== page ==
The 2008 financial crisis further frayed the vital link between the political class and its electoral base. The bank bailouts that graduate voters accepted as a vital economic intervention were seen as an ugly stitch-up by many non-graduates – and a stitch-up by a Labour government, no less. The crisis and its aftermath radicalised the post-crash generation of “left-behind” graduates, who faced worse incomes and prospects than their predecessors. A vocal minority responded by rejecting centre-left incrementalism and demanding a bolder alternative. This has been a critical factor in the rise of Jeremy Corbyn and Momentum, whose social radicalism has pulled graduate politics of the left further away from the socially conservative values and defensive priorities of the non-graduate electorate.

It is immigration, however, that has done most to burn bridges. The graduate left ­increasingly sees support for immigration as a core expression of tolerant, cosmopolitan and socially liberal values. Conversely, the non-graduate left sees immigration as a symbol of the social change it finds threatening, and the failure of politicians to respond to its concerns as an emotive example of the political marginalisation that has alienated its members.

Compromise is essential if the education gap is to be bridged, but it is hard to see how this will be achieved so long as both sides see the issue as a touchstone of their identity and core values.

Yet the left, at least, will have to seek a compromise on such matters, at least if it aspires to govern again. At present, Labour is caught in a deadly dilemma – both the graduate and the non-graduate elements of its support are too big to ignore, yet neither is big enough to deliver power on its own. University graduates are essential to Labour’s electoral prospects in big cities, and wield tremendous influence in the institutions of organised left-wing politics. But non-graduates dominate the core Labour electorate in even more seats, and the Brexit vote has given them an intoxicating taste of the power that mass rebellion can bring.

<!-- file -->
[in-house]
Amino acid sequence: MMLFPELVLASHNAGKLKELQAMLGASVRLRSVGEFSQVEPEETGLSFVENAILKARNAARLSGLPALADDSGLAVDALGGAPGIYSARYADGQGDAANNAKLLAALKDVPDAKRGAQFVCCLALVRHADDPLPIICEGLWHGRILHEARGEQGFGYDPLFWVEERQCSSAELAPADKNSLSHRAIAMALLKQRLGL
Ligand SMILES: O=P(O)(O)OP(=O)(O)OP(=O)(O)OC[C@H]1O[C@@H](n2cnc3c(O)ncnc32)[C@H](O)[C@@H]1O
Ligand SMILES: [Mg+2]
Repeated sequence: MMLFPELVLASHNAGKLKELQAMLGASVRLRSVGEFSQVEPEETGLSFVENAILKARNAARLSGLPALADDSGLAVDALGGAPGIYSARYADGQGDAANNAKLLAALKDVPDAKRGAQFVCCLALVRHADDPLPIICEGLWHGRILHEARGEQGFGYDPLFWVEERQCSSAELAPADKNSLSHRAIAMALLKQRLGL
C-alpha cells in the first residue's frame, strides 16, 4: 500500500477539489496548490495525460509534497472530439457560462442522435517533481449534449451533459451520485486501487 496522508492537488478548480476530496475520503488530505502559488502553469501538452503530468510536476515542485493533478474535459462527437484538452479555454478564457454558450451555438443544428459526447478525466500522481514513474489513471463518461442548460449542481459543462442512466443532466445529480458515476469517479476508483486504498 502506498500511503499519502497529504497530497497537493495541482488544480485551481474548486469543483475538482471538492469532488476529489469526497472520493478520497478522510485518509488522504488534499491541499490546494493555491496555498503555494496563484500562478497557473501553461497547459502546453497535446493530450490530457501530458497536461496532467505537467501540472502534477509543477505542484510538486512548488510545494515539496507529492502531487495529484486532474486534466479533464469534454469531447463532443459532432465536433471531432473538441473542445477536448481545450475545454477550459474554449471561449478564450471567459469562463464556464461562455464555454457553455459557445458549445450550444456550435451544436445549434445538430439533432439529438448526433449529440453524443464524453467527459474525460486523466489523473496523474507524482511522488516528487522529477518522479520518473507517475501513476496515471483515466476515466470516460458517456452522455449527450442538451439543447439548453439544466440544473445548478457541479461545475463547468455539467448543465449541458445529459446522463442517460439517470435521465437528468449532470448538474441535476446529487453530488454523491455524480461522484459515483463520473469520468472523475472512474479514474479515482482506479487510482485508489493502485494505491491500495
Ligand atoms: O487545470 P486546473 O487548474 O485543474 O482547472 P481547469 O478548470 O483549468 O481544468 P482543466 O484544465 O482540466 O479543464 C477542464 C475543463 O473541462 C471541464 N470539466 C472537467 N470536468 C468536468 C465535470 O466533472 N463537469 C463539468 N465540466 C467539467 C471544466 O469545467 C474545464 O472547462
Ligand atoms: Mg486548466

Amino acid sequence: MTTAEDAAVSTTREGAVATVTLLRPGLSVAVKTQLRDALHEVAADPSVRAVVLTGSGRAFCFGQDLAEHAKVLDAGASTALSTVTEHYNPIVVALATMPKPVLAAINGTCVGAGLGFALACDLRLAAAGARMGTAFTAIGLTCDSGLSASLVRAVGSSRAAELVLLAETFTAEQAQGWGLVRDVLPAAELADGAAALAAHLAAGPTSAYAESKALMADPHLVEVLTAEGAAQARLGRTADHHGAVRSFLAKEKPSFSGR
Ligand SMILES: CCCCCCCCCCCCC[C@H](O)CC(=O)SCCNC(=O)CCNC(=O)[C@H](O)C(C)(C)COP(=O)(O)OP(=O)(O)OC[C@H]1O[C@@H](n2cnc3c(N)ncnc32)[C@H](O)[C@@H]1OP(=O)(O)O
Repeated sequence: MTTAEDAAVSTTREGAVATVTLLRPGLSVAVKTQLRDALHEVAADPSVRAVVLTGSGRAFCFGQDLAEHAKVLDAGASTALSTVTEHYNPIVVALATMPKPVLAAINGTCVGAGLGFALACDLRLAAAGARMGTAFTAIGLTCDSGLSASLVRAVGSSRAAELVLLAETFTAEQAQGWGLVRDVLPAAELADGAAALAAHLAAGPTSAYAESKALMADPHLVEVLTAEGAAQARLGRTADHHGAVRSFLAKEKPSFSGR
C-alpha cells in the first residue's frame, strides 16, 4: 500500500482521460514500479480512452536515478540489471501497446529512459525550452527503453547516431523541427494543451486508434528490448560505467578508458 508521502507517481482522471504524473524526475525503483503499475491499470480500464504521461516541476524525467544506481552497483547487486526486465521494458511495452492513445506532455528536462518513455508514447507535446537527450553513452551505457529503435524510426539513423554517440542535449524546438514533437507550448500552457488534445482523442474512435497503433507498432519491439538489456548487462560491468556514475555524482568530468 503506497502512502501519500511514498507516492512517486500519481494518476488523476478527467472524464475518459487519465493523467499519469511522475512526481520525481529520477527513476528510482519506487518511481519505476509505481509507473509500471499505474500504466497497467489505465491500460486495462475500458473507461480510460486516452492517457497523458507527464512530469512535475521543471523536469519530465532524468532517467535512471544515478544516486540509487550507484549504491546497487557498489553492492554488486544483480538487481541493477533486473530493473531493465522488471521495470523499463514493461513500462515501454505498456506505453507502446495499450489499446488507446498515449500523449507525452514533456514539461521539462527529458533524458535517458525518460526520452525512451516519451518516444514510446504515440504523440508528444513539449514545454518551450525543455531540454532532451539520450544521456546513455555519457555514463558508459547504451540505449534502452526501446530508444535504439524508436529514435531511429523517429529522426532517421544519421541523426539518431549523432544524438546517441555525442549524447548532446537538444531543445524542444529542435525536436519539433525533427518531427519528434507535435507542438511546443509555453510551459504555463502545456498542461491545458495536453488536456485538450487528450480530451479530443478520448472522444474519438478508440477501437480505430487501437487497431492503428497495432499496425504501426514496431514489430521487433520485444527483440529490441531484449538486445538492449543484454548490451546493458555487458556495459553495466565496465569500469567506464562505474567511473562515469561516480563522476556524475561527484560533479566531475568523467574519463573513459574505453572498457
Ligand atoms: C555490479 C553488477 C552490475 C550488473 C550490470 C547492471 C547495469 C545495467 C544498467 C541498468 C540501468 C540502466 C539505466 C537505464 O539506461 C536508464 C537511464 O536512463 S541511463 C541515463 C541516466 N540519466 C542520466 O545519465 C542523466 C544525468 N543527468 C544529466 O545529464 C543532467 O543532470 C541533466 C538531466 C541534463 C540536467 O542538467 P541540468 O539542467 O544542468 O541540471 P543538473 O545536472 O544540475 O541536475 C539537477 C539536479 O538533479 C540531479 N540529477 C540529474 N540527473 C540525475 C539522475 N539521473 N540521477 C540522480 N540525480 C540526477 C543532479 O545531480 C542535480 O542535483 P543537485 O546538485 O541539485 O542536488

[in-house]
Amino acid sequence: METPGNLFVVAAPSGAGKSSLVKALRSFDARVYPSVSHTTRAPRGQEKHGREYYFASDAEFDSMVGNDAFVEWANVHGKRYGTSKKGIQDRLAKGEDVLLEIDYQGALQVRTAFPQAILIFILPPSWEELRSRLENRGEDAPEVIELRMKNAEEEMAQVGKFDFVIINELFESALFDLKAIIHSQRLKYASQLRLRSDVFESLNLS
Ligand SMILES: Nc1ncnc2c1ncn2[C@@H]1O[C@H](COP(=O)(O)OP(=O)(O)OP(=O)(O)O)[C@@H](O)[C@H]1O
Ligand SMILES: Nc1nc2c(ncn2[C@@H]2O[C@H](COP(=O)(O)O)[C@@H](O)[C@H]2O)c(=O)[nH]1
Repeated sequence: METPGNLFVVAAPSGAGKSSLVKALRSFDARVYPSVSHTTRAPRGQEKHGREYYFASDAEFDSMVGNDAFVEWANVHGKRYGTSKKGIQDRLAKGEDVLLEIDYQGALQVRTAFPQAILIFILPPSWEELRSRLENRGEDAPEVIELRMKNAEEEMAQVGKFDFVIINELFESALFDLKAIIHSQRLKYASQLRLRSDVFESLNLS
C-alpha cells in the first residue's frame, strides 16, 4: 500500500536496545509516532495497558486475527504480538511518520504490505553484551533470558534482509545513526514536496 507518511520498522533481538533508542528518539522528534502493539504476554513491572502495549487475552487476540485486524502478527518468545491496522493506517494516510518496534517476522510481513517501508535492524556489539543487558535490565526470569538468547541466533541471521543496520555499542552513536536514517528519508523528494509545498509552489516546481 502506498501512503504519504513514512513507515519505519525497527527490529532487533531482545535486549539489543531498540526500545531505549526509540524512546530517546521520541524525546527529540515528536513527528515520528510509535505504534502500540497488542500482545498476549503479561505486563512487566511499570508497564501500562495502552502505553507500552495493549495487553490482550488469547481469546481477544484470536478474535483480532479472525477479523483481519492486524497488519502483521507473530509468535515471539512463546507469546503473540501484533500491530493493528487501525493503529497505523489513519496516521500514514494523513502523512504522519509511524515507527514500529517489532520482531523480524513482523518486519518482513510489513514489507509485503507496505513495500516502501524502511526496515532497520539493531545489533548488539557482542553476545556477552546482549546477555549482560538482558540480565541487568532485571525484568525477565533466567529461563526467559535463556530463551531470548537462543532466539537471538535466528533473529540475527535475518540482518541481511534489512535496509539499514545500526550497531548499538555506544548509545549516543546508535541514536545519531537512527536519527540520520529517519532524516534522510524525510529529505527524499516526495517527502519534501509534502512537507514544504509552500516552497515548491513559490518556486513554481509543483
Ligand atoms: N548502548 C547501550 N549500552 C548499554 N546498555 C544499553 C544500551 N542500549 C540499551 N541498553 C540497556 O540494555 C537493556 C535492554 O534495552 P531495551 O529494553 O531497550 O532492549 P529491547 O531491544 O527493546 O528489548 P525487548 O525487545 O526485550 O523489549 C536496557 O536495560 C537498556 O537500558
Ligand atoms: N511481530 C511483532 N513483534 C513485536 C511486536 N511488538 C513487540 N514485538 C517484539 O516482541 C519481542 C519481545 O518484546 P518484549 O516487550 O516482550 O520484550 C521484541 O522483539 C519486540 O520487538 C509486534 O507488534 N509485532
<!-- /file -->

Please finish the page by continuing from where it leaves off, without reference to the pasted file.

When social change brings new groups into conflict, the result can be a profound reorientation of party politics. Industrialisation and the mass franchise ushered in the era of class-based politics that brought Labour to power. Globalisation, immigration and diversity could have a similarly disruptive effect, reorienting the fundamental conflict away from class and towards education. It is too soon to tell what final form this will take. Perhaps the Liberals/Lib Dems, displaced by Labour three generations ago, will finally get their revenge, taking over as the party of progressive graduates. Perhaps Ukip will grow to prominence as the party of non-graduates – similar parties elsewhere in Europe frequently win double Ukip’s vote share, and this segment of the electorate voted to leave the EU by huge margins, in defiance of the graduate-dominated establishment. A political agenda dominated by Brexit, immigration, resurgent English nationalism and a crisis of trust in established institutions certainly makes such a realignment more likely.

If the tectonic plates of politics do shift, it is Labour – weakened by internal conflict and unable to stake out a credible position on either side of the education divide – that looks most likely to be a casualty.

Robert Ford is a professor at the University of Manchester and a co-author of “Revolt on the Right” (Routledge)

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This article appears in the 04 Jan 2017 issue of the New Statesman, Divided Britain